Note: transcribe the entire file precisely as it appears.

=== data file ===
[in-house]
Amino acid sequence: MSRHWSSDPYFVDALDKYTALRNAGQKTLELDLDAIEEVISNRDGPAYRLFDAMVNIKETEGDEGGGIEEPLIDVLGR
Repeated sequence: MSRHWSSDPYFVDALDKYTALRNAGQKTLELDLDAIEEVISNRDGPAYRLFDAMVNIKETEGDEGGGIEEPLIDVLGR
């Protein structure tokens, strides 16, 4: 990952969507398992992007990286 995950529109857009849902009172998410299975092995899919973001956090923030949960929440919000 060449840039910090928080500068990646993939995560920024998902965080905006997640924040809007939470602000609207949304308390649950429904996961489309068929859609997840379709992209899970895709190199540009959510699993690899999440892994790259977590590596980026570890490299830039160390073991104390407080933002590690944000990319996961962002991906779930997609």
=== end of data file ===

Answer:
[in-house]
Amino acid sequence: MSRHWSSDPYFVDALDKYTALRNAGQKTLELDLDAIEEVISNRDGPAYRLFDAMVNIKETEGDEGGGIEEPLIDVLGR
Repeated sequence: MSRHWSSDPYFVDALDKYTALRNAGQKTLELDLDAIEEVISNRDGPAYRLFDAMVNIKETEGDEGGGIEEPLIDVLGR
């Protein structure tokens, strides 16, 4: 990952969507398992992007990286 995950529109857009849902009172998410299975092995899919973001956090923030949960929440919000 060449840039910090928080500068990646993939995560920024998902965080905006997640924040809007939470602000609207949304308390649950429904996961489309068929859609997840379709992209899970895709190199540009959510699993690899999440892994790259977590590596980026570890490299830039160390073991104390407080933002590690944000990319996961962002991906779930997609």